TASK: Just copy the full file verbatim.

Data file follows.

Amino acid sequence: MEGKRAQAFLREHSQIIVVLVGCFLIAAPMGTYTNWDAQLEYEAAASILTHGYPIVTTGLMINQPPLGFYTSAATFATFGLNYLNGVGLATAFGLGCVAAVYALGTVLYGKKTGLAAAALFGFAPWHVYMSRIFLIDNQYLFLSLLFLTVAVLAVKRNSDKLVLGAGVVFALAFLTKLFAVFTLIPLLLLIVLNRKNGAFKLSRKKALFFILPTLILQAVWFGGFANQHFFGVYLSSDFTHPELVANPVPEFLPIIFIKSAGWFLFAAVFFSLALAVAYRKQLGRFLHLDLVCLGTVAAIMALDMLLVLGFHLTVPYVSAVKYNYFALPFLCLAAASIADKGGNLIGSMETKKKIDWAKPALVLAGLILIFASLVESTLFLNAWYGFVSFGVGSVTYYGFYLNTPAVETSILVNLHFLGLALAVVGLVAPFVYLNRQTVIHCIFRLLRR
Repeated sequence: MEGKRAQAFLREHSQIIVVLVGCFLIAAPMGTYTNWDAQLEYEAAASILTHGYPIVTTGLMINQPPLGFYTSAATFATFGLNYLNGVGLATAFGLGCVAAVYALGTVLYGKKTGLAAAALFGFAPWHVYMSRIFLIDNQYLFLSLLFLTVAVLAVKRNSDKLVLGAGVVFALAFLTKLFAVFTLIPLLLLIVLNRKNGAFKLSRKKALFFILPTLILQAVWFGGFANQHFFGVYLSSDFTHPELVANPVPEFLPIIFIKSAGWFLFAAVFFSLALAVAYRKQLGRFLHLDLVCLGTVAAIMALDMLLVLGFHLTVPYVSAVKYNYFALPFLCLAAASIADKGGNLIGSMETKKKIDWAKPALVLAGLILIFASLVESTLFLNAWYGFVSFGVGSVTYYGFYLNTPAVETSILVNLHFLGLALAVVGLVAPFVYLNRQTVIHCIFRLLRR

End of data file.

Amino acid sequence: MEGKRAQAFLREHSQIIVVLVGCFLIAAPMGTYTNWDAQLEYEAAASILTHGYPIVTTGLMINQPPLGFYTSAATFATFGLNYLNGVGLATAFGLGCVAAVYALGTVLYGKKTGLAAAALFGFAPWHVYMSRIFLIDNQYLFLSLLFLTVAVLAVKRNSDKLVLGAGVVFALAFLTKLFAVFTLIPLLLLIVLNRKNGAFKLSRKKALFFILPTLILQAVWFGGFANQHFFGVYLSSDFTHPELVANPVPEFLPIIFIKSAGWFLFAAVFFSLALAVAYRKQLGRFLHLDLVCLGTVAAIMALDMLLVLGFHLTVPYVSAVKYNYFALPFLCLAAASIADKGGNLIGSMETKKKIDWAKPALVLAGLILIFASLVESTLFLNAWYGFVSFGVGSVTYYGFYLNTPAVETSILVNLHFLGLALAVVGLVAPFVYLNRQTVIHCIFRLLRR
Repeated sequence: MEGKRAQAFLREHSQIIVVLVGCFLIAAPMGTYTNWDAQLEYEAAASILTHGYPIVTTGLMINQPPLGFYTSAATFATFGLNYLNGVGLATAFGLGCVAAVYALGTVLYGKKTGLAAAALFGFAPWHVYMSRIFLIDNQYLFLSLLFLTVAVLAVKRNSDKLVLGAGVVFALAFLTKLFAVFTLIPLLLLIVLNRKNGAFKLSRKKALFFILPTLILQAVWFGGFANQHFFGVYLSSDFTHPELVANPVPEFLPIIFIKSAGWFLFAAVFFSLALAVAYRKQLGRFLHLDLVCLGTVAAIMALDMLLVLGFHLTVPYVSAVKYNYFALPFLCLAAASIADKGGNLIGSMETKKKIDWAKPALVLAGLILIFASLVESTLFLNAWYGFVSFGVGSVTYYGFYLNTPAVETSILVNLHFLGLALAVVGLVAPFVYLNRQTVIHCIFRLLRR